You have to hand it to crime dramas in the 21st century. They know their skeptical viewing audience.
We aren’t gullible.
Don’t just tell us the victim is dead.
Crime drama execs have complied. When someone is killed, there is no doubt.
The corpse is deader than dead.
The Prude sees (peeking though fingers in front of her eyes) that the dead person has a tinge of blue in the face, eyes departed from sockets, innards that are no longer innards but outards, and is lying any-which-way in a pool of what The Prude keeps telling herself is ‘tons of catsup, just tons of catsup’.
But there is absolutely no doubt that the dead person is really most sincerely dead.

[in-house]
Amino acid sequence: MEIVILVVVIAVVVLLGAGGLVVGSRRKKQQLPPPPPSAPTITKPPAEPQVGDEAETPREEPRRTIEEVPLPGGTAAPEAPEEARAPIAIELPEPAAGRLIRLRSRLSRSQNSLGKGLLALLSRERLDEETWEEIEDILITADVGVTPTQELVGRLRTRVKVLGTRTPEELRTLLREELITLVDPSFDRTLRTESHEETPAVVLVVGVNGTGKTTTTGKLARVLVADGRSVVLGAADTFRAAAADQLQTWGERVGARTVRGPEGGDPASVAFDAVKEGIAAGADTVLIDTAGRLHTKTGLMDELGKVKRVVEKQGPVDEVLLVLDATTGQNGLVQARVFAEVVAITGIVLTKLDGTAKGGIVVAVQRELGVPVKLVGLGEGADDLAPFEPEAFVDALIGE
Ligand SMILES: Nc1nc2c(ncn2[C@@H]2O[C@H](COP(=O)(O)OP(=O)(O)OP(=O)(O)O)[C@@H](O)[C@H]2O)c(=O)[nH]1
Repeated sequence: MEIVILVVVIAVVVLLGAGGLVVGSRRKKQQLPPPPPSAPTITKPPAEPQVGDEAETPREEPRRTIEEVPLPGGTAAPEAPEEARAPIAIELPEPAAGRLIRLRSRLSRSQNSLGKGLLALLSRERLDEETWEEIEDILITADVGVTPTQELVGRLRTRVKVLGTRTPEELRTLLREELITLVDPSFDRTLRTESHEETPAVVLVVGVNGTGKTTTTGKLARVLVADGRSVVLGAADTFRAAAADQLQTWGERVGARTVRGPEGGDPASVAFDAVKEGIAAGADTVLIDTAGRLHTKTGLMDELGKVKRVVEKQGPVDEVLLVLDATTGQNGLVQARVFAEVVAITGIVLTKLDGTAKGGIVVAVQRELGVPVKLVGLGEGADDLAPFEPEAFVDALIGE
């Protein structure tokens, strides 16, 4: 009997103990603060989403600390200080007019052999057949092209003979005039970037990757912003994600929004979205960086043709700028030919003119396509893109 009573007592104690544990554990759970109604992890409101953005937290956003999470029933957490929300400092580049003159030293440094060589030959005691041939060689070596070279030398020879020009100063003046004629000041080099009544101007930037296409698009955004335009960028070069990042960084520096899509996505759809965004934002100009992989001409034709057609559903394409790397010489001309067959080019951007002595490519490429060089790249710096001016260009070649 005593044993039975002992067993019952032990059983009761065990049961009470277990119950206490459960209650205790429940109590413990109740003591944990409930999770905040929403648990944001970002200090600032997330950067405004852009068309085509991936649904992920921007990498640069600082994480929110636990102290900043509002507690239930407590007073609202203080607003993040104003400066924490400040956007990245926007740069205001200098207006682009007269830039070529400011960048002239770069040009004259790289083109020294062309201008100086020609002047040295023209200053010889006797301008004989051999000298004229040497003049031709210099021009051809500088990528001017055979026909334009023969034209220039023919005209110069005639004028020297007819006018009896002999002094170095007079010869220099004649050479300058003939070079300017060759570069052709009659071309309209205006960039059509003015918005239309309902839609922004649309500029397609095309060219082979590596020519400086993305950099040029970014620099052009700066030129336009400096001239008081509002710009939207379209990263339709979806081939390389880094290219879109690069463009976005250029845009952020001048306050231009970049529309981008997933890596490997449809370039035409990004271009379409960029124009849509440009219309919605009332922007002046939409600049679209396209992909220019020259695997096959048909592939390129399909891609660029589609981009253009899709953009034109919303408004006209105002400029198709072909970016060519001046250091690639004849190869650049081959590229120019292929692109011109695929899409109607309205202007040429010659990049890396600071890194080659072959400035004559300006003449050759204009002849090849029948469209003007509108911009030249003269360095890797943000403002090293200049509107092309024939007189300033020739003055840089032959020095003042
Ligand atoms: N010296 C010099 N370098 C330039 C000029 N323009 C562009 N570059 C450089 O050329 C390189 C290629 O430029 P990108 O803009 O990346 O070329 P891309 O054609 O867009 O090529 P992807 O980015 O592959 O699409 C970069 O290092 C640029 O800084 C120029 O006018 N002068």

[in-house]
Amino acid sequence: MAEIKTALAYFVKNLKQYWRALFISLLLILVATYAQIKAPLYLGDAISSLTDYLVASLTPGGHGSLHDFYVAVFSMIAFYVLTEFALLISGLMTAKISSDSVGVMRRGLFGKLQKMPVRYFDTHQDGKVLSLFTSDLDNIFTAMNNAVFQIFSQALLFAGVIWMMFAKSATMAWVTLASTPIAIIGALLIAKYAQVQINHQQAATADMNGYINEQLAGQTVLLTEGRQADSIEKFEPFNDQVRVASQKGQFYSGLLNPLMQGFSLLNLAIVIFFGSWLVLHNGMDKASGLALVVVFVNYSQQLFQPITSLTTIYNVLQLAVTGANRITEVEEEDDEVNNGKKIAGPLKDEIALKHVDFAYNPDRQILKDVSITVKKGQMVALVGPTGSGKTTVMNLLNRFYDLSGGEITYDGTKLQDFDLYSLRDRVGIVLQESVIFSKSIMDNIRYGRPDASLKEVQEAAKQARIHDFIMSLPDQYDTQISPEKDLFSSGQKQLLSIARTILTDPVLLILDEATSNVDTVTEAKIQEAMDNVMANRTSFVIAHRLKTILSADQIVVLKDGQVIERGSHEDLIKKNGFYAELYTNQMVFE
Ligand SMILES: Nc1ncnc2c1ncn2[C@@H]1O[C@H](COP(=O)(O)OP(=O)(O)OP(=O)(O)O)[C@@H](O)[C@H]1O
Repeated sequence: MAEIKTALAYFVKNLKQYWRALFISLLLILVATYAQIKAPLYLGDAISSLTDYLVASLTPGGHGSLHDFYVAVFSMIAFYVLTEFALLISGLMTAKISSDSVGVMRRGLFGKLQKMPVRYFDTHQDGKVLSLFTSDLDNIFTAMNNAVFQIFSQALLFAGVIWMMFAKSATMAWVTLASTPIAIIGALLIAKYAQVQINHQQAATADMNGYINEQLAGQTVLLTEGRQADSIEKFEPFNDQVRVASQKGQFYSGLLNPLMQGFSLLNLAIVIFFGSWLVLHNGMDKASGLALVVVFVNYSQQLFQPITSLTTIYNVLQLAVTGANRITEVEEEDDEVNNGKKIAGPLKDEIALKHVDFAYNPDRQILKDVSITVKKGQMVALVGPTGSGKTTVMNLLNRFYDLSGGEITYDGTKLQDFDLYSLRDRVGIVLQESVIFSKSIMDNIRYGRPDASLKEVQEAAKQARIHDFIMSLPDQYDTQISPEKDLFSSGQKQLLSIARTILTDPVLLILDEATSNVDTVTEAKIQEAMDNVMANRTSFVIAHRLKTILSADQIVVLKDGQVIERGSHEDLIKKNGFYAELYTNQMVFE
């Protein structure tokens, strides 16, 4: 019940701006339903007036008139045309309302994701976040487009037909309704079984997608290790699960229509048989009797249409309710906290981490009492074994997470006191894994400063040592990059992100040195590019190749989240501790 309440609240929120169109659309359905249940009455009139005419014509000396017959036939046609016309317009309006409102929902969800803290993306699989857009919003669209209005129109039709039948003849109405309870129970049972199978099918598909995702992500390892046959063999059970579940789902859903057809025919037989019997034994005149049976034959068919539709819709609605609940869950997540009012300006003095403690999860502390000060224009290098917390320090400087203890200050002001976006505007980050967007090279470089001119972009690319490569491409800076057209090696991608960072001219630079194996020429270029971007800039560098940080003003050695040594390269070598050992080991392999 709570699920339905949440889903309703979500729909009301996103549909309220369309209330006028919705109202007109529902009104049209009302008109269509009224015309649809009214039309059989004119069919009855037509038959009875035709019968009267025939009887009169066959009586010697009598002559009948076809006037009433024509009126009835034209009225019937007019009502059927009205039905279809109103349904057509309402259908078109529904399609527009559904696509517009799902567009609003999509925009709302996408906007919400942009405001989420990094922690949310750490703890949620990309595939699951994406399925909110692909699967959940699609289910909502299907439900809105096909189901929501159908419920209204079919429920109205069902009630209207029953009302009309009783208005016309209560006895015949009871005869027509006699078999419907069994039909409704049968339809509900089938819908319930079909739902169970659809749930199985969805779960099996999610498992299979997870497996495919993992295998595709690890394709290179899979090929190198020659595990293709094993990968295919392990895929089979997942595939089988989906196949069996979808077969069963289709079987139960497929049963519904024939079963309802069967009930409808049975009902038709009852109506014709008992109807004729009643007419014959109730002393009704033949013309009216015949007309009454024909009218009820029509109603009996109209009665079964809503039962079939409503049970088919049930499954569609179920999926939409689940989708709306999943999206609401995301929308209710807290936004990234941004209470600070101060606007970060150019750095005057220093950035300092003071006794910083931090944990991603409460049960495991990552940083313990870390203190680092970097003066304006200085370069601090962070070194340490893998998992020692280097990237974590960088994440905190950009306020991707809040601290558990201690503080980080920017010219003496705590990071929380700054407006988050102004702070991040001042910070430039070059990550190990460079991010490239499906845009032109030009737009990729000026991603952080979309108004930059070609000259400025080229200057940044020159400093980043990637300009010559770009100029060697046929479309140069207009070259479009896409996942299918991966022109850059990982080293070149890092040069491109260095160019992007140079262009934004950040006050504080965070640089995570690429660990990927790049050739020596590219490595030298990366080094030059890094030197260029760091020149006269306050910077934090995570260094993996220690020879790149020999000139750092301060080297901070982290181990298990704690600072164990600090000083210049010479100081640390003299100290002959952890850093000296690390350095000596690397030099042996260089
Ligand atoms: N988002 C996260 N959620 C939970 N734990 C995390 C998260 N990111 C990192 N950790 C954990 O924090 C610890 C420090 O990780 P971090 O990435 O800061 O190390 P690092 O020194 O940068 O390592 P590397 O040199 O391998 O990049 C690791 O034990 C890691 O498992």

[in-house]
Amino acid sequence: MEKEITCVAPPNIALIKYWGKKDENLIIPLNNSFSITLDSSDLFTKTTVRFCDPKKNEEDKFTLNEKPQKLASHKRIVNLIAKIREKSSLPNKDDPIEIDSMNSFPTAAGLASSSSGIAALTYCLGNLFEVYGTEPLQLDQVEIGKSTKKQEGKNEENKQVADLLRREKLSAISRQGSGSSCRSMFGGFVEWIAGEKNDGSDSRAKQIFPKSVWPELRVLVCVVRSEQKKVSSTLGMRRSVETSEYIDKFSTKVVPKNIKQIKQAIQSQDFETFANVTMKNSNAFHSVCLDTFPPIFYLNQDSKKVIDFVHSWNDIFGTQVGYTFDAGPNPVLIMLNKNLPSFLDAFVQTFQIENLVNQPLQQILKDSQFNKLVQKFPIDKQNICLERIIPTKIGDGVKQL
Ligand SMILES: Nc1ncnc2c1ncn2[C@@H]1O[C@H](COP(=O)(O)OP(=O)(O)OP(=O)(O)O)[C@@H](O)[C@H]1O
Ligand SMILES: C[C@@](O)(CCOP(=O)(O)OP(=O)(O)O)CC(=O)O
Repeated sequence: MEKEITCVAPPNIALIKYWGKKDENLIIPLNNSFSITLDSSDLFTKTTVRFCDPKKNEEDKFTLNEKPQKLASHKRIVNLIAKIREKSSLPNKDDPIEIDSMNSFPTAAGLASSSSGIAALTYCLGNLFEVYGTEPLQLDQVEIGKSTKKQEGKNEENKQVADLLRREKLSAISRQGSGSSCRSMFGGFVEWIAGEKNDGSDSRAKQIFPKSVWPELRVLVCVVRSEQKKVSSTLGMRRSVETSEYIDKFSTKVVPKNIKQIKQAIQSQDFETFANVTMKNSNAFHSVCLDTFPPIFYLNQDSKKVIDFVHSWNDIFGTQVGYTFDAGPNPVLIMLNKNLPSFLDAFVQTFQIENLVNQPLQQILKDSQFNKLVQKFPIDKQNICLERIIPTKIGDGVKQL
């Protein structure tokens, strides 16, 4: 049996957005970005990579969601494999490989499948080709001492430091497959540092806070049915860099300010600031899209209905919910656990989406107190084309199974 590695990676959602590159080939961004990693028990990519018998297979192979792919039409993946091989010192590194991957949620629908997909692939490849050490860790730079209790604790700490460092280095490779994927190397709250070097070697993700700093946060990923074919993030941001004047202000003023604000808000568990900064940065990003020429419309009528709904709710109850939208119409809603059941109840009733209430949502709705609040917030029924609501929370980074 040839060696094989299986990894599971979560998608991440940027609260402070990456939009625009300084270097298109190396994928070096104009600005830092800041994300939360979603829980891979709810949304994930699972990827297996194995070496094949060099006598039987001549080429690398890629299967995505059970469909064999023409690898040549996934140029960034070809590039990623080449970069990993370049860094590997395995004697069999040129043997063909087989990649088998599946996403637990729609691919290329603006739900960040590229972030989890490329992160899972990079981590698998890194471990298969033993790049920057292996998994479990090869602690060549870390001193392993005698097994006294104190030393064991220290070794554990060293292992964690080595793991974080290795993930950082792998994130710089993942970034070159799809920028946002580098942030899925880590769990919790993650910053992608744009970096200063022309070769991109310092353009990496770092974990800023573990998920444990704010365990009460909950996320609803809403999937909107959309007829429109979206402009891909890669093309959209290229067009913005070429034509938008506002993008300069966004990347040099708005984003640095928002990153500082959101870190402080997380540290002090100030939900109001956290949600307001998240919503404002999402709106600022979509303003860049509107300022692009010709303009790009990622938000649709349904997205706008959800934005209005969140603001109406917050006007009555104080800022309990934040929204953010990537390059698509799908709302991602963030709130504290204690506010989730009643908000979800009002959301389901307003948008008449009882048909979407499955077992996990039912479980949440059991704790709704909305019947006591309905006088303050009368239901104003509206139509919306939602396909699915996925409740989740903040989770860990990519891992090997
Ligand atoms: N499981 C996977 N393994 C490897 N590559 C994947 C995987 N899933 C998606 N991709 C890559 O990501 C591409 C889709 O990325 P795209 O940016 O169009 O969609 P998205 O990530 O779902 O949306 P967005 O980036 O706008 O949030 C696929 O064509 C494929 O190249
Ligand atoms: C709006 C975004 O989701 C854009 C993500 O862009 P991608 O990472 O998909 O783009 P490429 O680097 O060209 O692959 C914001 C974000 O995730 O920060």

How naive we Perry Mason fans were! We caught a glimpse of a dead person in the black and white world lying on the floor, eyes neatly closed, possibly a slight trickle of catsup from a tidy hole somewhere in the head, or a smear of catsup on a white shirt.
And–silly us– when that dead person was pronounced dead, we believed it!
Why did it never occur to us to look more closely and wonder, “But maybe they aren’t really dead. Maybe that person is just sort of dead. Clearly there is not enough catsup, all their internal organs are still neatly encased internally, and the eyeballs are right where eyeballs are meant to be. Hence, I do not believe that victim is dead.”
We are no longer wet behind the ears. We no longer are required to suspend our disbelief. We’ve entered the wonderful world of verisimilitude.
And doesn’t it give you pause to wonder:
When Dorothy ‘killed’ the Wicked Witch of the East, was there any gristle or gore? Well?
Makes you think, doesn’t it?
Us cynical sophisticated types of the 21st century require much, much more.
‘No tombstone until it's gruesome.’
REALLY most sincerely dead?